Finding a business partner is somewhat similar to making friends. The first step is to find like-minded people who are potential candidates. You can do this in many ways; for example, you can meet people at work, conferences, meetups, professional organizations, or networking events. The more connections you make, the more chances you have to find a good business partner. After you have connected with someone whom you want to partner with, the next step is to pitch your idea to him/her and make an offer. This person will either accept or reject your offer; therefore, you must be able to deal with both outcomes.
Sometimes, instead of making an offer right away, you can ask the person to help you with something related to your project. Once he/she is comfortable with your idea and you are aware of his/her interests, you can extend an offer to be business partners. This partnership can be based on common interests or in exchange for rewards, such as equity or profit-sharing.
The above process may seem a bit lengthy, but there is a shortcut. To speed up the first and most time-consuming step in locating candidates, you can use online resources dedicated to business partners and co-founders search. By doing this, you narrow down your search to people with specific interests and roles. This allows you to quickly filter out people and to target the right audience. For example, a software engineer with a fintech project can find a business developer to help with sales and scaling. Below is a list of popular online resources that are effective for business partner searches.
CofounderLab is a social network for entrepreneurs. As with all social networks, you must first create a profile. After this, you can search for and contact members. Much of its user base is in the US. CofounderLab members have different goals, including co-founder search, employment opportunities, networking, etc. You must purchase a paid membership to be able to search for and contact other users.
PartnerUpList is a popular message board dedicated to business partner search and business opportunities. With this message board, you don’t have to create a profile, which makes it very easy to publish new posts. Most of the posts are very specific, describing the offering and partnership requirements. This resource is absolutely free; it has a convenient Google-like search feature and a large user base from around the world, including the US.
This is another social network that targets tech entrepreneurs. It was founded in Finland, so its user base is largely European. Founders2Be.com recently became a paid service, so you must purchase a membership to narrow down your search by location.
Business Partner Search Tips
Being passionate about your idea is the key success factor when you are searching for a business partner. Passion is contagious. To create trust, you must clearly show your potential business partners that you are committed to, and confident about, the success of your business. If you hesitate or lack confidence, people will feel it and they won’t join you.
It’s a good idea to have long-term partnerships with people who have succeeded in business. You will find that successful entrepreneurs have a long list of projects. The start might be slow, but it usually leads to one or a few star projects that get traction. It is easier to join entrepreneurs at the very beginning, before their final projects take off. If you have a friend with business acumen, consider helping him/her with his/her projects, no matter what they are about. This will give you valuable experience and may eventually lead to a partnership in a profitable business.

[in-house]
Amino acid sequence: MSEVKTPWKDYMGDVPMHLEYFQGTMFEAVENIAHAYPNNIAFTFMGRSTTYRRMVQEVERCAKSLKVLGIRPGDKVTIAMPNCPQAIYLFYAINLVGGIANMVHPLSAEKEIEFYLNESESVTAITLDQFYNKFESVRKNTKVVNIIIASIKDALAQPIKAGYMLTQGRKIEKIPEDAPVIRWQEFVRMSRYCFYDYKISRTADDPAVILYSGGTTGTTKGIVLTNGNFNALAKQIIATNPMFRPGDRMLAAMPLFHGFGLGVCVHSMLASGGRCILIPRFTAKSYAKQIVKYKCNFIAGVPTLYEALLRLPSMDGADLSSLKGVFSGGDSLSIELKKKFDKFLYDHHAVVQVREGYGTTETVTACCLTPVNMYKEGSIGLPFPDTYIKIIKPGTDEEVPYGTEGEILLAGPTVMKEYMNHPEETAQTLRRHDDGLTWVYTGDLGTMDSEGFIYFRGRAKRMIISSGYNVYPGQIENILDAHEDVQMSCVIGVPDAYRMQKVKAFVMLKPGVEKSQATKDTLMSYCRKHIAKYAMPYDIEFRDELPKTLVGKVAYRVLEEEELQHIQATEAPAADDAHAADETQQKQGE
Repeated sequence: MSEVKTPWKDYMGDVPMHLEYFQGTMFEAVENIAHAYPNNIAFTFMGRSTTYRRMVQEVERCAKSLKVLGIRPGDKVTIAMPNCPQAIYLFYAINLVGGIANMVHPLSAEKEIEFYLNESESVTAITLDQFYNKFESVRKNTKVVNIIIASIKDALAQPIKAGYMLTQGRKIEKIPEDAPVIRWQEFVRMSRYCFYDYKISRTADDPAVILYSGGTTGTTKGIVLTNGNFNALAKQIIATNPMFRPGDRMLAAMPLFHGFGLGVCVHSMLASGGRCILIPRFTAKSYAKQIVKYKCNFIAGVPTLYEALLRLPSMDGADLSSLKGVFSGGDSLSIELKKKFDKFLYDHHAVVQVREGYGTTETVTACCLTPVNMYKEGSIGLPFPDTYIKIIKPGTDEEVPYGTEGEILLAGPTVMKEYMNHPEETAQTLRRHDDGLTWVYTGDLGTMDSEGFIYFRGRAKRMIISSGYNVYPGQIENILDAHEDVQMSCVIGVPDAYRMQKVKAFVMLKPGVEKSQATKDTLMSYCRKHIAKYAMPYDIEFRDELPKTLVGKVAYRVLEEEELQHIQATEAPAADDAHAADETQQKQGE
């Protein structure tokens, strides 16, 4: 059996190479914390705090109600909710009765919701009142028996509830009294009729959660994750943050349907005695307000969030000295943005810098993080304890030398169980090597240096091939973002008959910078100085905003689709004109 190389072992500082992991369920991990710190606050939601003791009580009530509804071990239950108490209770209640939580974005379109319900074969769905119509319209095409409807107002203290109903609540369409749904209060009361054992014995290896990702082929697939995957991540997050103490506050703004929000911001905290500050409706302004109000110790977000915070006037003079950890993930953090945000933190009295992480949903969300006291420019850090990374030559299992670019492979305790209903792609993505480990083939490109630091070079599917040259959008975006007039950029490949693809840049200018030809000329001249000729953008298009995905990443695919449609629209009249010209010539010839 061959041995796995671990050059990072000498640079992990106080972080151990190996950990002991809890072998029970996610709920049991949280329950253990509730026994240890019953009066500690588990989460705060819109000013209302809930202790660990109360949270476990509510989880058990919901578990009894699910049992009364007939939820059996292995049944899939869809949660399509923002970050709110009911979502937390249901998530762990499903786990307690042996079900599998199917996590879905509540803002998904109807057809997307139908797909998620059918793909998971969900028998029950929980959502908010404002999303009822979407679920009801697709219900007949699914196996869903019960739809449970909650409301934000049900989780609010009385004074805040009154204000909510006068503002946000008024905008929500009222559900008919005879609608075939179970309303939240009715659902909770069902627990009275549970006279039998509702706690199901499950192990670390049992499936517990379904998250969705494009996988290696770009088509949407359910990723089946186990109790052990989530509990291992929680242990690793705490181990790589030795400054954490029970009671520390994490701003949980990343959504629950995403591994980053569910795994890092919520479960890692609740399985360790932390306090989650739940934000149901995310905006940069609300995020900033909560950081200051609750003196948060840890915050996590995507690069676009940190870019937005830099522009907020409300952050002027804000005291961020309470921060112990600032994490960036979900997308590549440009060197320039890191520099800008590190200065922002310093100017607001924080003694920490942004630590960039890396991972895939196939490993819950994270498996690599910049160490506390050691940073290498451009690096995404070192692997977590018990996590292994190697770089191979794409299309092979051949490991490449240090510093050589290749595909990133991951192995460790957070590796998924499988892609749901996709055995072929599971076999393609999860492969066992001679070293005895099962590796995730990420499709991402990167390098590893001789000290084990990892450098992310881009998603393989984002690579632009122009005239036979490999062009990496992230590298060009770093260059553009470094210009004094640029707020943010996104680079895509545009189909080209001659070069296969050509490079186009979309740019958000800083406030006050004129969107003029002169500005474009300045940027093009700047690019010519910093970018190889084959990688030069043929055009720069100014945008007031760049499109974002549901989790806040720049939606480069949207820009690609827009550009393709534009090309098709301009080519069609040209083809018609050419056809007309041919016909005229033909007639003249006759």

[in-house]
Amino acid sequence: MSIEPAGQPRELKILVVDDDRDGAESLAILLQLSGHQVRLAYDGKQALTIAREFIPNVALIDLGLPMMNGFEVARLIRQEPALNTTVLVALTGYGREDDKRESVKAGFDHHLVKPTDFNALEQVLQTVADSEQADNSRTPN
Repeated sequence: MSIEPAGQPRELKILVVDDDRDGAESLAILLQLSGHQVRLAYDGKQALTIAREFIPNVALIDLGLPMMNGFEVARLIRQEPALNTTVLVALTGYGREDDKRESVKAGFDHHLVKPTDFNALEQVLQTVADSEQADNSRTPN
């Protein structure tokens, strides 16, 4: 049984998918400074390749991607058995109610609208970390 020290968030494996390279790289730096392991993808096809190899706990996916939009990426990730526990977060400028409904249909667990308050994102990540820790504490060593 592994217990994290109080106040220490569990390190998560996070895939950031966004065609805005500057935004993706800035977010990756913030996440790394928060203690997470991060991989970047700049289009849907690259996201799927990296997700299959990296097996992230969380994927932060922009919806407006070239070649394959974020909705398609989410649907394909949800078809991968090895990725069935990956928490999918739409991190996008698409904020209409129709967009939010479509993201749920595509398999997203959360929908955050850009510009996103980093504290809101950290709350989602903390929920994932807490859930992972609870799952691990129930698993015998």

Tip# 3 Have something to bring to the table
A person will be more interested in partnering with you when you have something to offer him/her. Do your homework to analyze and intentionally develop skills and acquire resources (e.g., expertise in a particular domain, experience, or connections) that your potential partners will value. For example, if you have a popular YouTube channel, a tech startup might be interested in partnering with you if you help them promote their business and acquire new clients.
Even if you don’t have significant resources to contribute, there is one thing with enormous value that you can bring to the table. This is your passion and unconditional trust in your business partner. Surprisingly, this might be more important than all tangible resources. If you establish a rapport with your partner and show that you support and trust him/her, you will be setting the foundation for a successful partnership.
Tip# 4 Meet new people
It might seem obvious, but the first and most important step is to go out and meet new people. Every new person you meet could become a business partner. Maybe it’s someone who has a certain type of skill or asset, or is simply someone you can trust. Start by researching local groups and meetups related to your interests. Then join them and commit to attending the events that interest you. Usually, it takes time (i.e., more than one meeting) to make a connection and establish a rapport. Therefore, it is better to find ongoing activities and commit to attending them regularly.
If you are familiar with the principles of professional networking, you probably already know this rule. If you want someone to help you, you must take the initiative to help him/her first. Most of my business partnerships started when I took the initiative to help other people. Eventually, when those people learned about my interests, they decided to get involved in my projects. This led to long-running collaboration and productive work together on multiple projects.